Now that some of the dust has settled around the pandemic, it’s time to revisit the provisions of the Coronavirus Aid, Relief, and Economic Security (CARES) Act that apply to businesses. Even if you have already filed your tax returns, these provisions can help you save additional money to support your business through the unpredictable challenges that lie ahead.
As an incentive to keep employees on the payroll, the Treasury Department and the IRS launched the Employee Retention Credit program, which is open to all businesses except state and local government and small businesses that take out small business loans. Therefore, any company that took out a PPP loan is ineligible.
The Employee Retention Credit is based on the number of employees you had in 2019 and applies to wages paid (including a portion of healthcare costs) between March 21, 2020, through January 1, 2021. As such, you will receive 50% of all qualifying wages paid up to $10,000 per employee per quarter. If you had less than 100 employees in 2019, the credit amount is based on wages paid to all employees regardless of employment status. If you had more than 100 employees in 2019, the credit is only allowed for salaries paid to employees who did not work during that period of time. Qualifications are calculated quarterly.
Businesses are permitted to defer their 6.2% employer share of social security tax due between March 27, 2020, and January 1, 2021, for up to two years. Half will have to be paid by December 31, 2021, and the remainder is due by the end of 2022. You can also defer your social security share before utilizing the employee retention, and Families First Coronavirus Response Act (FFCRA) credits against employment taxes. You can report the deferral using IRS Form 941.
In addition to a six-month filing extension, now businesses and partnerships have relief with respect to their net operating losses. The CARES Act now allows for a five-year carryback of NOLs arising in 2018, 2019, or 2020. The CARES Act also disregards specific amounts of foreign income subject to transition tax that would typically be included as income and has revised procedures for waiving, reducing or revoking an election to waive a carryback period. Regarding partnerships, eligible companies can file amended partnership returns. For more detailed information, visit the IRS website.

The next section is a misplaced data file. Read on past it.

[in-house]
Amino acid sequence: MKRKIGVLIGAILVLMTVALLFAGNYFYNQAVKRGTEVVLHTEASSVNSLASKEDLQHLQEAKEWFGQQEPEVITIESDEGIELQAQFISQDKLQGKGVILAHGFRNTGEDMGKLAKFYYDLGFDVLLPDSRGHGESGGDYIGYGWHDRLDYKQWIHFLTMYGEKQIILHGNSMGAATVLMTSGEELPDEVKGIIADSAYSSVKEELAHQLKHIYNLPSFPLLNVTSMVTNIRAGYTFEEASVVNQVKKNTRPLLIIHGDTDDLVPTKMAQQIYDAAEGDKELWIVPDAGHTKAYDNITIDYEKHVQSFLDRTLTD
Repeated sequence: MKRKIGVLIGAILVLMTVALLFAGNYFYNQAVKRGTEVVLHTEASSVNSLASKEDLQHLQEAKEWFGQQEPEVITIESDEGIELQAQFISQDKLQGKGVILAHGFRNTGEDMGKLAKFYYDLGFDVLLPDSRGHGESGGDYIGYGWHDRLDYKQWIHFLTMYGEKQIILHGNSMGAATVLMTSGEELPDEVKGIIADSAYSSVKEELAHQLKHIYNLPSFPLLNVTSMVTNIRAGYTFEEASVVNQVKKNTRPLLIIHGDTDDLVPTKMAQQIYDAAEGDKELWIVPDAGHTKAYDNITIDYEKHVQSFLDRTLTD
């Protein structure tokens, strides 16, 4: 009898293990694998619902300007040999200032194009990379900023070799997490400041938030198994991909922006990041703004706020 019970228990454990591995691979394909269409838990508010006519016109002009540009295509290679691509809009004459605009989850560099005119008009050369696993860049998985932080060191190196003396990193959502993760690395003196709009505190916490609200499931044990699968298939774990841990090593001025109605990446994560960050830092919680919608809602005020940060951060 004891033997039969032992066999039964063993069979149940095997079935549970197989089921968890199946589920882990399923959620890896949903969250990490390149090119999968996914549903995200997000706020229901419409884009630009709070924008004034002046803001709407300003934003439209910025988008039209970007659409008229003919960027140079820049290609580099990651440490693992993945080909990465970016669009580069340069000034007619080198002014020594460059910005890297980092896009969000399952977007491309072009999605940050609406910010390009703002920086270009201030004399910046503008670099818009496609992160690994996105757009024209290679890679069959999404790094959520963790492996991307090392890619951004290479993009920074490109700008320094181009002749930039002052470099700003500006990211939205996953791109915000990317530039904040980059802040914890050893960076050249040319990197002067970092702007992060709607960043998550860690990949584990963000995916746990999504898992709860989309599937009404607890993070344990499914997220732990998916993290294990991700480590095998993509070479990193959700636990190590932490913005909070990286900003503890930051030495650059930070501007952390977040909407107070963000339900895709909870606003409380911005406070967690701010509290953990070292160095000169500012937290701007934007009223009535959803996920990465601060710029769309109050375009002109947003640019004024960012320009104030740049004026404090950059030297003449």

The CARES Act increased the limitation on business interest deductions from 30% to 50% of the taxpayer’s adjusted taxable income for 2019 and 2020. As a result, businesses can amend their 2019 tax return and base their 2020 on their 2019 year to earn a more significant deduction if they anticipate a lower taxable income in 2020. It’s important to note that the 50% deduction does not apply to partnerships operating in 2019; it only applies to 2020.
The CARES Act corrects the Tax Cuts and Jobs Act (TCJA) error, also known as the “Retail Glitch” by defining qualified improvement property (QIP) as 15-year property, which allows businesses to apply 100% bonus depreciation to QIP. The TCJA passed in 2017 eliminated qualified leasehold improvement property, retail improvement property, and restaurant property and replaced it with a broader definition known as QIP. This change inadvertently made these three real property categories ineligible for bonus depreciation. With this correction in the CARES Act, any non-residential property improvements are eligible with certain limitations. The bonus depreciation may impact NOLs, so check with your accountant. If you already filed your 2019 or 2020 tax returns, you can amend your return or file IRS Form 3115 with your next tax return.
The CARES Act ordered a temporary waiver that no longer requires plan participants who are 70 ½ years or older to take their minimum distributions for 2020. Additionally, participants who have been diagnosed with COVID-19 or have “adverse financial circumstances” can withdraw up to $100,000 from their 401(k) without the usual 10% penalty and without being taxed if the disbursement is paid back within three years. The CARES Act did not extend the filing deading for Form 5500, which was due July 31. However, you have until October 15 to complete and file your annual 401(k) audit without IRS penalty. Here are the requirements for the 401(k) audit.
If you need assistance with your 401(k) audit or understanding the provisions of the CARES Act, PriceKubecka has a 20-year tenure in helping businesses manage complex financial transactions.